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Concerned citizens claim development plans are at odds with wetland health



It was the natural beauty of the Lake Overholser area that drew Lynda Bahr and her family to move from the Midtown area; and it is a possible threat to that natural beauty that is spurring Bahr and others living in the area to fight a proposed development.

Bahr is part of an activist group that is hoping to derail the development plans.

"A lot of people do care, but we're just now forming," Bahr said. "We need 'worker bees' willing to make calls and write letters and do research."

The effort is designed to combat a planned apartment complex and grocery store on a 60-acre plot of land just north of Lake Overholser. The area of concern is bordered on the south by Route 66, on the west by the Kilpatrick Turnpike and on the east by Morgan Road. It sits just west of the Stinchcomb Wildlife Refuge " an area featuring an abundant array of wildlife and a popular location for outdoor recreation.

"This area is absolutely gorgeous," said Jean Braun, who moved there from Maryland in July. "Of all the areas in Oklahoma City, this one is a particular gem. Stinchcomb is a real wildscape. This is an area where there is such a gorgeous wild setting basically in an urban setting."

Along much of the planned development area's southern border, and a portion extending north into the middle of the property, is an area designated as a freshwater forested wetland by the U.S. Fish and Wildlife Service's National Wetlands Inventory. According to the Oklahoma Water Resources Board, the wetland area drains into Lake Overholser, which is Oklahoma City's oldest reservoir.

The land is currently zoned as commercial " after an aborted attempt to bring in a Walmart " and the land's majority owner, Ken McGee of McGee Investments, is looking to zone part of the land as residential to make way for an apartment complex.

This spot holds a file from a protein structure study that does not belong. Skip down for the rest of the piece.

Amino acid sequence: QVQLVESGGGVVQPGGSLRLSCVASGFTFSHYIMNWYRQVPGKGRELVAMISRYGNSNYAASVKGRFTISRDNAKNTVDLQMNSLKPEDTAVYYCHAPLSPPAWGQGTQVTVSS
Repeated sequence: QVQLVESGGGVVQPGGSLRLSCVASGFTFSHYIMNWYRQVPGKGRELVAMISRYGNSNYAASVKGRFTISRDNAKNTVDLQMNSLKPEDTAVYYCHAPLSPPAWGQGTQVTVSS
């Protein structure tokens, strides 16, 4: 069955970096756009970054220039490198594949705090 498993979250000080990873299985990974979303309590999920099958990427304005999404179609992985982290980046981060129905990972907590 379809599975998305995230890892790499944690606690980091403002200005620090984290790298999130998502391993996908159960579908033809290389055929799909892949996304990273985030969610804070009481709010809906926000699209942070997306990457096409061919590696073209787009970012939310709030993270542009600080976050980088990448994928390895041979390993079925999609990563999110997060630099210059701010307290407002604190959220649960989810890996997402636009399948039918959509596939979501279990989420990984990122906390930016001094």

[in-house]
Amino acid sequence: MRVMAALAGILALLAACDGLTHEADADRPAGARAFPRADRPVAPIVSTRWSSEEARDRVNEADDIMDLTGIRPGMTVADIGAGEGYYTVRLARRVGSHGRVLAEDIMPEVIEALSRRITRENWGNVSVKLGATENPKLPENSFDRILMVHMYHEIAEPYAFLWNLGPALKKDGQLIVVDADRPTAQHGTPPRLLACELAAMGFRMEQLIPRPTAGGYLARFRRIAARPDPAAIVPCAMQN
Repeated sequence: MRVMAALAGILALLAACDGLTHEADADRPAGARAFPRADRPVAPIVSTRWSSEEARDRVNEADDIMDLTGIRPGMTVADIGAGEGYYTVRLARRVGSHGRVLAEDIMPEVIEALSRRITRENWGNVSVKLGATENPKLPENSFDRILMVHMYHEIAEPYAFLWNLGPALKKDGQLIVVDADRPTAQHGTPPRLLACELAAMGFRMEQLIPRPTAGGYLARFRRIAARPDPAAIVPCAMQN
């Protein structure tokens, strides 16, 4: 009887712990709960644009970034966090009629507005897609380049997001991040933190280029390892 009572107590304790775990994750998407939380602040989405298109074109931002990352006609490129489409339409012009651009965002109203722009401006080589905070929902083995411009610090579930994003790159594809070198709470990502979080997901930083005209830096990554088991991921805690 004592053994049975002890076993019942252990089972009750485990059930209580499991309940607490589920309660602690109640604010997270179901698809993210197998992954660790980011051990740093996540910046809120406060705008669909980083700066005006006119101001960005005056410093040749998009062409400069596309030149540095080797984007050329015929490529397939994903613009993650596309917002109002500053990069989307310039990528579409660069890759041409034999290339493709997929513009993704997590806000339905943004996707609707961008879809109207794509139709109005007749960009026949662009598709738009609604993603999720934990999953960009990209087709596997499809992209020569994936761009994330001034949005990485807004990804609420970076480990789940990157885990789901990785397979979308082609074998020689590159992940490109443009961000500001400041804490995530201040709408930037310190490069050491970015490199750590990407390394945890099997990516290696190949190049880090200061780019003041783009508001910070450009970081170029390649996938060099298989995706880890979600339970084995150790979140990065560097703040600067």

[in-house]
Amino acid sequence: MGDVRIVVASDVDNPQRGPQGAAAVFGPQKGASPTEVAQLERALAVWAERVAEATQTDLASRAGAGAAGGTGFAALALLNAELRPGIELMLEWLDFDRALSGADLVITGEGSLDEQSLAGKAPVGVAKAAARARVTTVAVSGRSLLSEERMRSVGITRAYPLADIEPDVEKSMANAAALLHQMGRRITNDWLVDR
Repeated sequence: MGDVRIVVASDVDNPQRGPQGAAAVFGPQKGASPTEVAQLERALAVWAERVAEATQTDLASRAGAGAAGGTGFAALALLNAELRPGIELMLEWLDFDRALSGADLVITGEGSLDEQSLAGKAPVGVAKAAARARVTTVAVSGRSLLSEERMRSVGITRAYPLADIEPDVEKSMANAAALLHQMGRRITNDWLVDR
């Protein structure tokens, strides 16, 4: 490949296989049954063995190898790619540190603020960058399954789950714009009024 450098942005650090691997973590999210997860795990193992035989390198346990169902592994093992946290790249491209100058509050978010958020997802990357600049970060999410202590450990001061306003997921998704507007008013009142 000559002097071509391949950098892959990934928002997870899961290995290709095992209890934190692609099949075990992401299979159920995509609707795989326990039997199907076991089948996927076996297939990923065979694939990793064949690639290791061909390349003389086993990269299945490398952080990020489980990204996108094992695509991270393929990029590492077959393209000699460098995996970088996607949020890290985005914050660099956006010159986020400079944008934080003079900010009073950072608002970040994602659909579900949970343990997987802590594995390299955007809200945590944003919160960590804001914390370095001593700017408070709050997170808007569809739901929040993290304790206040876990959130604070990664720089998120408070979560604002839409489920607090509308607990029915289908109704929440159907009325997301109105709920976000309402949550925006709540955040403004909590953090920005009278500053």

According to documents filed with the city, the development area will be known as Route 66 Landing, with commercial development on the western side and residential development with up to 15 residences per acre in its northeastern corner.

The planned unit development application will be considered at the city's Planning Commission meeting on Jan. 13, and McGee said he hopes to break ground on the development sometime in 2011.

Bahr said she opposes the development because of possible flooding, safety issues, increasing urban sprawl, the effects on wildlife and birds that migrate through the area and water quality.

"First and foremost, I would like to see the area protected as wetlands and included in the wildlife refuge," Bahr wrote in a letter to Ward 1 City Councilman Gary Marrs. "I strongly oppose a high-density apartment complex."

McGee said the new planned unit development seeks to protect the wetland area on the property and even expand that area.

"We are going to protect it," McGee said. "In fact, we're expanding it because we think the wetlands area is larger than designated. You can't build in those areas, so as part of the overall development plan we're going to be installing two very large ponds on either side of the wetlands area. We'll leave a lot of the trees in place in that wetlands area."

McGee said he and his team have met with homeowners and city staff about the development, as well as conducted environmental and traffic studies of the area.

"We've tried to do our homework to make sure we're very sensitive to everyone and that we're doing the development the right way," McGee said.

With water quality in Lake Overholser already rated in the fair-to-poor range, it is important that any new development take precautions to make sure pollutants do not drain into the lake, said Derek Smithee, water quality director at the Oklahoma Water Resources Board.

"Overholser (water quality) is OK, but I wouldn't call it one of the miracles of the state," Smithee said. "There are more nutrients in the reservoir than we would like there to be."

Testing shows that phosphates and algal blooms in the lake are at higher levels than preferable, Smithee said, and that poorly managed drainage from development could lower water quality even further.

"Anytime you disrupt the surface of the earth, you have a potential for environmental impact (on water quality)," Smithee said. "If done right, it shouldn't be a problem; but it's not easy to do. That's the key: You've got to make sure it's done right and maintained." "Clifton Adcock

above Stinchcomb Wildlife Refuge Photo/Shannon Cornman


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